As the CEO of Spacelift, I am thrilled to share the exciting news about OpenTofu (formerly OpenTF) becoming a part of the Linux Foundation. Earlier today, Jim Zemlin and Sebastian Stadil made this announcement on the stage of the Open Source Summit in Bilbao. They also revealed that OpenTofu would be going through the process of joining the Cloud Native Computing Foundation.
So, what exactly is OpenTofu?
OpenTofu is a fork of the legacy MPL-licensed Terraform. Unlike new releases of Terraform, OpenTofu is, and will always be, truly open source, community-driven, and impartial. The OpenTofu repository is publicly available, allowing you to see everything OpenTofu contributors have been working on.
The OpenTofu initiative was launched with significant initial support, boasting over 18 full-time equivalents (FTEs) committed to the project from four companies. The manifesto has been endorsed by over 140 companies, involving 11 projects with the participation of over 700 individuals. Moreover, the manifesto has received more than 35,000 GitHub stars, and the fork itself has garnered over 6,000 stars in just one week.
Now, why should you care?
If you’re like many Terraform users, you’ve likely spent the last few weeks pondering the implications of the BSL announcement for you and your company. Can you continue using Terraform? Can you integrate it into your CI/CD pipeline? Should you consider alternatives like CloudFormation, Pulumi, or Crossplane? Do you need to develop custom tooling for Terraform? Will you be required to pay for Terraform? Is Terraform Cloud or Enterprise your only option now? Is HashiCorp going to put the squeeze on you? Unfortunately, the ever-changing FAQ provided no clarity.
With OpenTofu, you have a clear path to maintaining the status quo. You won’t need to fret about BSL and its complexities. OpenTofu is the evolution of legacy Terraform.
What does joining the Linux Foundation mean for OpenTofu?
The decision to join the Linux Foundation is significant because it provides OpenTofu with a stable and well-respected organizational home. This move ensures that the project remains independent and avoids the risk of being controlled or influenced by a single company, which is a concern that many in the open-source community share.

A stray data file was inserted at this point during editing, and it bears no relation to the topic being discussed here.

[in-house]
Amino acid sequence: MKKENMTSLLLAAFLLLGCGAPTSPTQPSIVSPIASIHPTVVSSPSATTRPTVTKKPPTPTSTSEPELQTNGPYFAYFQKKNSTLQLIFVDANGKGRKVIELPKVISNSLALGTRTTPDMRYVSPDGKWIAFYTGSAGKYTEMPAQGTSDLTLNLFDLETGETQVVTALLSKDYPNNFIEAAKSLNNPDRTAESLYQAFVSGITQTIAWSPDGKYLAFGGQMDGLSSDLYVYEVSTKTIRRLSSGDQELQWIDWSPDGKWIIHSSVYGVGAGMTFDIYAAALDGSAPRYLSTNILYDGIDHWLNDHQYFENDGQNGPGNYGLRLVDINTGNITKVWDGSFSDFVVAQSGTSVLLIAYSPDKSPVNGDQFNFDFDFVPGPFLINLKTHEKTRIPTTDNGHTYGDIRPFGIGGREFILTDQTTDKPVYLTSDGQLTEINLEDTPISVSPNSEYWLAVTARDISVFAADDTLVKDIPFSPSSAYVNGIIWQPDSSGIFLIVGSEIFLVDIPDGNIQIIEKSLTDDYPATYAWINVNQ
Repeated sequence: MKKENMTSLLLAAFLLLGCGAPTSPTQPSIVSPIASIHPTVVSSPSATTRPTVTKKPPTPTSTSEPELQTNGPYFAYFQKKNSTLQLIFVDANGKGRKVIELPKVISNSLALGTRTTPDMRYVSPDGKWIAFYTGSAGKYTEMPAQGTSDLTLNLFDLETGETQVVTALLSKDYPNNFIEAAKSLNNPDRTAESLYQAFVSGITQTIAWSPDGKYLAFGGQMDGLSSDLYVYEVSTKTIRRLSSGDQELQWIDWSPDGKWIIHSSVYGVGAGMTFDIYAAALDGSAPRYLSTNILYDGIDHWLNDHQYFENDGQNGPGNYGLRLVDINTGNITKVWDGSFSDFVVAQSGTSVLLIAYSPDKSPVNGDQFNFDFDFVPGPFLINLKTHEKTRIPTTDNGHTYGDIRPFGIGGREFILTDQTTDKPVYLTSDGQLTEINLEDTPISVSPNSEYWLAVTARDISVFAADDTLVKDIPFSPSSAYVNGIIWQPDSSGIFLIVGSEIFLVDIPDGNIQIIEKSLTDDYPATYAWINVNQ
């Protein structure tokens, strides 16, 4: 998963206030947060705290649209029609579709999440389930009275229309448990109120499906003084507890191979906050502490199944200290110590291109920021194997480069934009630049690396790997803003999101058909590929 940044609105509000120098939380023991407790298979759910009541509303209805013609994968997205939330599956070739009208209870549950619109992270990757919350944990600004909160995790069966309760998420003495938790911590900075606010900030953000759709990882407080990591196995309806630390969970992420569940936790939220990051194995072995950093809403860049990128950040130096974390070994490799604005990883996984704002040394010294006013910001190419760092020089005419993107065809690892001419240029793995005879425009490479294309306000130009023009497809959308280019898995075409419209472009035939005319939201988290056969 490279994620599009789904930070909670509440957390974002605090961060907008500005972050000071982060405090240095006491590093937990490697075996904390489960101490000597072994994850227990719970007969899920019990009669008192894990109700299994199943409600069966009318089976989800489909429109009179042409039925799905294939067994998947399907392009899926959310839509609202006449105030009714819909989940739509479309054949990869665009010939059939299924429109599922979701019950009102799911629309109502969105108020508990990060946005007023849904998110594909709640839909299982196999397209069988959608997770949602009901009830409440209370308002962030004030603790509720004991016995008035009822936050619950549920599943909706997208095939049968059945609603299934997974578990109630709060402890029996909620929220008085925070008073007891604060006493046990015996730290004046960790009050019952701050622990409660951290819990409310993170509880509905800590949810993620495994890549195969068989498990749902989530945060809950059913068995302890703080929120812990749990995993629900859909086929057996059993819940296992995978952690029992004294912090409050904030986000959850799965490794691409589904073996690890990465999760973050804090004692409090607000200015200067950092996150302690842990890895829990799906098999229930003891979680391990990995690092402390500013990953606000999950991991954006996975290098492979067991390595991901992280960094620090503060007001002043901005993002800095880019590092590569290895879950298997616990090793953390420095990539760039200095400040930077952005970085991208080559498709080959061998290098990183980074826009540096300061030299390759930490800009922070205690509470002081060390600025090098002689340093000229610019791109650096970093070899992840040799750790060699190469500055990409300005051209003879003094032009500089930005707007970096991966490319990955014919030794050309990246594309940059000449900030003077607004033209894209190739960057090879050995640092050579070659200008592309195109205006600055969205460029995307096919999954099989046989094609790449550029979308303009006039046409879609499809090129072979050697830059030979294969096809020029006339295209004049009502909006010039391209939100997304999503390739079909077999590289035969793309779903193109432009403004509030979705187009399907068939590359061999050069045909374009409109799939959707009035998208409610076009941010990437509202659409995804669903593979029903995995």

By joining the Linux Foundation, you can rest assured that the tool will remain truly open source and neutral, free from the influence of any single company. It will continue to be:
- Truly open source – under a well-known and widely-accepted license that companies can trust, one that won’t suddenly change in the future or be at the mercy of a single vendor’s business plans.
- Community-driven – with the community governing the project, regularly reviewing and accepting pull requests based on their merit.
- Impartial – ensuring that valuable features and fixes are accepted based on their value to the community, regardless of their impact on any particular vendor.
- Layered and modular – featuring a programmer-friendly project structure that encourages building on top of it, fostering a new vibrant ecosystem of tools and integrations.
- Backwards-compatible – ensuring that existing code can continue to deliver value for years to come.
As a part of the Linux Foundation, the project will be safeguarded against the risk of any single organization altering its licensing terms. It will always remain open.
Now, why is this important for you and your organization?
Legacy Terraform served as the foundation for countless infrastructure teams. If you used Terraform, you likely invested significant effort in making it work seamlessly for your company. With the license change, HashiCorp exercised their full control over Terraform effectively limiting the permitted usage. And it might not be over. They could alter the license terms further, mandate payment for Terraform use, and potentially back you into a corner. Using the BSL version of Terraform is likely to put your company at risk. While things might turn out fine, you’re left at the mercy of a single vendor with complete control over your infrastructure.
OpenTofu addresses real concerns and provides a clear and attractive alternative in the world of infrastructure as code. Its commitment to open-source principles, community-driven development, and neutrality under the Linux Foundation’s umbrella should all contribute to its rapid rise.
Finally, OpenTofu provides you with a dependable path to maintain the status quo. You can breathe easy, knowing that you won’t need to navigate the complexities of BSL. OpenTofu is the natural progression of legacy Terraform, backed by a strong and independent foundation.